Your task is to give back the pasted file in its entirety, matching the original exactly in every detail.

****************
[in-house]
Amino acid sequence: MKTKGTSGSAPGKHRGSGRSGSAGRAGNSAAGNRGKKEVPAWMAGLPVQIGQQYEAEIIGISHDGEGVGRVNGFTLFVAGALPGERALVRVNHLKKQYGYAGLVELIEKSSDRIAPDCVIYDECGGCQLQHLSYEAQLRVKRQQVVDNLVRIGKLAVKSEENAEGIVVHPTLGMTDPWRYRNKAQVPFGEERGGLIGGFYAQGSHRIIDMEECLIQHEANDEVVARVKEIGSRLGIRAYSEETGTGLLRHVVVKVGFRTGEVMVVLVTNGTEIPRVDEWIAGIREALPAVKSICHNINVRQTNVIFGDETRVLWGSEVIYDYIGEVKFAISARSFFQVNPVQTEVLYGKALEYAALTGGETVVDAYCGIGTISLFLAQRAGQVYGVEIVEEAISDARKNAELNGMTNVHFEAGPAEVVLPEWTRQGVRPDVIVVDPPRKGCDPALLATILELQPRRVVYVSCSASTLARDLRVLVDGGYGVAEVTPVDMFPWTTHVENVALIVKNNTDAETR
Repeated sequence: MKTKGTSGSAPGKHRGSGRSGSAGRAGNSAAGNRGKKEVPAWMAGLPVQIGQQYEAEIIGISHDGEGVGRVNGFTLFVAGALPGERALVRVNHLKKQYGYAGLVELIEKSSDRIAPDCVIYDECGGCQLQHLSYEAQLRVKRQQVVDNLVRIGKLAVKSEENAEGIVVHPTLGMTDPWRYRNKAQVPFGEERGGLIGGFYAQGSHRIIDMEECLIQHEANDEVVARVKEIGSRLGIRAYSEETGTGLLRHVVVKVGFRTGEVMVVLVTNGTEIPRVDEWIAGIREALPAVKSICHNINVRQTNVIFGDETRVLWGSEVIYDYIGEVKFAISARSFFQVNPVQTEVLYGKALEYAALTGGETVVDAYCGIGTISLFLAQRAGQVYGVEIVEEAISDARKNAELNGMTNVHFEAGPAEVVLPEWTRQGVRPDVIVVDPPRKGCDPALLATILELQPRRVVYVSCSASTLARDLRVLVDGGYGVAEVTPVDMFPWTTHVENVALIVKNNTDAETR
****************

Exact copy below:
[in-house]
Amino acid sequence: MKTKGTSGSAPGKHRGSGRSGSAGRAGNSAAGNRGKKEVPAWMAGLPVQIGQQYEAEIIGISHDGEGVGRVNGFTLFVAGALPGERALVRVNHLKKQYGYAGLVELIEKSSDRIAPDCVIYDECGGCQLQHLSYEAQLRVKRQQVVDNLVRIGKLAVKSEENAEGIVVHPTLGMTDPWRYRNKAQVPFGEERGGLIGGFYAQGSHRIIDMEECLIQHEANDEVVARVKEIGSRLGIRAYSEETGTGLLRHVVVKVGFRTGEVMVVLVTNGTEIPRVDEWIAGIREALPAVKSICHNINVRQTNVIFGDETRVLWGSEVIYDYIGEVKFAISARSFFQVNPVQTEVLYGKALEYAALTGGETVVDAYCGIGTISLFLAQRAGQVYGVEIVEEAISDARKNAELNGMTNVHFEAGPAEVVLPEWTRQGVRPDVIVVDPPRKGCDPALLATILELQPRRVVYVSCSASTLARDLRVLVDGGYGVAEVTPVDMFPWTTHVENVALIVKNNTDAETR
Repeated sequence: MKTKGTSGSAPGKHRGSGRSGSAGRAGNSAAGNRGKKEVPAWMAGLPVQIGQQYEAEIIGISHDGEGVGRVNGFTLFVAGALPGERALVRVNHLKKQYGYAGLVELIEKSSDRIAPDCVIYDECGGCQLQHLSYEAQLRVKRQQVVDNLVRIGKLAVKSEENAEGIVVHPTLGMTDPWRYRNKAQVPFGEERGGLIGGFYAQGSHRIIDMEECLIQHEANDEVVARVKEIGSRLGIRAYSEETGTGLLRHVVVKVGFRTGEVMVVLVTNGTEIPRVDEWIAGIREALPAVKSICHNINVRQTNVIFGDETRVLWGSEVIYDYIGEVKFAISARSFFQVNPVQTEVLYGKALEYAALTGGETVVDAYCGIGTISLFLAQRAGQVYGVEIVEEAISDARKNAELNGMTNVHFEAGPAEVVLPEWTRQGVRPDVIVVDPPRKGCDPALLATILELQPRRVVYVSCSASTLARDLRVLVDGGYGVAEVTPVDMFPWTTHVENVALIVKNNTDAETR